Debt Burden Hits African American Families Hardest, But Here’s How You Can Begin To Declare Yourself Free
"Becoming debt free starts with the acknowledgement that America’s culture of borrow-and-spend materialism is not healthy."
Like every summer, millions of Americans gathered earlier this month to stand proud as we celebrated our nation’s independence. Current politics aside, these United States have given many gifts to the world, including democracy, the belief in basic rights and dignities and a nation that boldly unifies under God. America also is burdened by its share of travesties, including its treatment of indigenous people, slavery and our wealth divide. And while average Americans may not feel that they can change many of America’s blights, one thing we can all change is the shame of our collective debt.
Becoming debt free starts with the acknowledgement that America’s culture of borrow-and-spend materialism is not healthy. We have a problem that needs fixing. Another important step is recognizing that the problem is one that requires a lifestyle change and not a series of quick fixes.
A June 2018 survey by Bankrate shows that nearly one quarter, or 23 percent, of Americans have no emergency savings, while only 29 percent have enough emergency savings to cover six months. Some 22 percent can cover fewer than three months and 18 percent can cover three to five months. As if that’s not alarming enough, while less than half of all Americans are somewhat prepared for financial emergencies, more than 60 percent aren’t really even worried about their situations!
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Like many challenges, the debt burden hits African American families hardest. It’s one reason why, for more than a dozen years now, I’ve been sounding the alarm and helping thousands of individuals, families and communities become and stay debt free — so they can realize true freedom.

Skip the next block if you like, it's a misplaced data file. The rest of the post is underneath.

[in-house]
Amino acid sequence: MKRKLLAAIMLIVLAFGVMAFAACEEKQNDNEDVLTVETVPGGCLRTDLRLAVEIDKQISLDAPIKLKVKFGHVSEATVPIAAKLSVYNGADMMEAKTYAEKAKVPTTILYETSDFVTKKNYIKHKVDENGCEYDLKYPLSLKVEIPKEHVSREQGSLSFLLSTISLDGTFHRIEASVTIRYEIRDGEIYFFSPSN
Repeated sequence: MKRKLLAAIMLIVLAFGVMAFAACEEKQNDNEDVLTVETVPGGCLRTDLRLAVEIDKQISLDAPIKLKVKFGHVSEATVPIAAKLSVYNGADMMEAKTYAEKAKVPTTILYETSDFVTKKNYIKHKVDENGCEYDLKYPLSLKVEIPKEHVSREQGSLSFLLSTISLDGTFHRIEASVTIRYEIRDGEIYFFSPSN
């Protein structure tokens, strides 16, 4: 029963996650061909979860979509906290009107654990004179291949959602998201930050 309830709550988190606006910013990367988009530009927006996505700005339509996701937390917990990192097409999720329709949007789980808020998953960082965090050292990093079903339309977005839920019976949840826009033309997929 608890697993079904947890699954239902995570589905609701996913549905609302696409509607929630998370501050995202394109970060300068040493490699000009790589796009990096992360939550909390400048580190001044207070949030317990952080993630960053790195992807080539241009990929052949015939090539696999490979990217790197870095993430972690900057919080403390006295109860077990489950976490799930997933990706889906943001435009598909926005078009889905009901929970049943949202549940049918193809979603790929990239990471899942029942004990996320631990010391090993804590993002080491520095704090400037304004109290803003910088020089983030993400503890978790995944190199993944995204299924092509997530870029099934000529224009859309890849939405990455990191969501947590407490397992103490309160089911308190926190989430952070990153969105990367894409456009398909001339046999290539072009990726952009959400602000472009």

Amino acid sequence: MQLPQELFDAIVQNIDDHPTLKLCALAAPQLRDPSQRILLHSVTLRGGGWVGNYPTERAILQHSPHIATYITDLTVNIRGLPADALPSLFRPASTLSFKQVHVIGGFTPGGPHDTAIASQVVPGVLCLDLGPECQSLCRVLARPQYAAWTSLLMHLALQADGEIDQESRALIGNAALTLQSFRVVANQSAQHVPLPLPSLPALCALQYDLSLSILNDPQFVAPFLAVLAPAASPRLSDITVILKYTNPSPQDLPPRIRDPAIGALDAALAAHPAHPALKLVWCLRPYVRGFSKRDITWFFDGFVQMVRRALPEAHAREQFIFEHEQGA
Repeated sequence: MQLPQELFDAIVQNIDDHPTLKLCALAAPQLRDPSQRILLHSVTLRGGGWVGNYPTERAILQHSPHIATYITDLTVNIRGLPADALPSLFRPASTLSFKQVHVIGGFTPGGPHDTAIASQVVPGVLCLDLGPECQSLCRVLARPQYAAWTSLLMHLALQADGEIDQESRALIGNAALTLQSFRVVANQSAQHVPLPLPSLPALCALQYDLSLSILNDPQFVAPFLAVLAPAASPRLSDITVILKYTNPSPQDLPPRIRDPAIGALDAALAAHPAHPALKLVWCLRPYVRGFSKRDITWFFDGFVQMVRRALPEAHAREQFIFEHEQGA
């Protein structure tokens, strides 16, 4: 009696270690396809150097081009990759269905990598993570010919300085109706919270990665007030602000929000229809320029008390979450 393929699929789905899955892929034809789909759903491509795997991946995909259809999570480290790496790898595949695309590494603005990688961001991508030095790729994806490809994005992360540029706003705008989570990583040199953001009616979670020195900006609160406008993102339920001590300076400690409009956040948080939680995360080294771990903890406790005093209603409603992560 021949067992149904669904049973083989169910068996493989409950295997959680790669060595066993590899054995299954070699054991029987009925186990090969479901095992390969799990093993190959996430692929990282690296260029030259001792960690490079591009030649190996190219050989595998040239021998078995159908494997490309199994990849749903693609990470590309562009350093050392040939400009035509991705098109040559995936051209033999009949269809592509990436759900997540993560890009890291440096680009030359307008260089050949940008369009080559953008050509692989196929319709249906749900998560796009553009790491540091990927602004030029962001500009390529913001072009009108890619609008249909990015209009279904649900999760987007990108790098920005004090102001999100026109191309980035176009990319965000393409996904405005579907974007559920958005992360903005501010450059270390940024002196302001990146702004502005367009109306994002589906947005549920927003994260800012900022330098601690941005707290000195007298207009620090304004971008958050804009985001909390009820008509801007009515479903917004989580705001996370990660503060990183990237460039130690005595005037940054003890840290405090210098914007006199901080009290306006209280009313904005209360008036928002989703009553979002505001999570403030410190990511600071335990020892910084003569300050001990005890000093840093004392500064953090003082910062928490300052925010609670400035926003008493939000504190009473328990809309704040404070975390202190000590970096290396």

Booker T. Washington once said: “At the bottom of education, at the bottom of politics, even at the bottom of religion, there must be for our race economic independence.”
Winning the lottery is not a strategy for economic independence. Counting on the lottery to get you out of debt is like counting on some friend dropping by daily to get you to work on time. If you truly want that job, you’re going to plan your transportation and probably have contingency plans. You’re going to have a strategy that will help you reach and keep your goal. Why would you plan any less when it comes to your overall finances?
For many people, once they are in debt they are so depressed that they rather avoid thinking about their situation or they go for a quick fix — and they end up sinking deeper and deeper into debt. It’s a vicious cycle that must be broken. It can be, step by step.
Getting out of debt takes direction, discipline and dedication. It’s not something that is easy to do on your own. Yet a lot of people are conditioned not to talk to “outsiders” about money issues — period. But if someone could help you get out of debt and even become wealthy, would you talk to them? Before you say yes, consider the fact that many professional financial planners and banks and other financial institutions offer free financial services that our communities rarely use.
It’s an irony that many people will pay for the things that get them into debt — items that they may no longer own by the time the debt is paid — yet, will not pay for help to get out of debt.
Feeling comfortable about having these difficult conversations is important and is one of the main reasons why I’ve encouraged churches and community organizations all across America and in many parts of the globe to offer free programs that help people move from debt to financial freedom.
The help is out there. It’s waiting for you. Once you set a strategy and attain your goal, you can use Juneteenth, Independence Day or your own personal Debt-Free Day to celebrate year after year. It’s a legacy holiday that will mean everything to your family for generations to come.
It’s your turn to declare your independence from debt. What are you waiting for?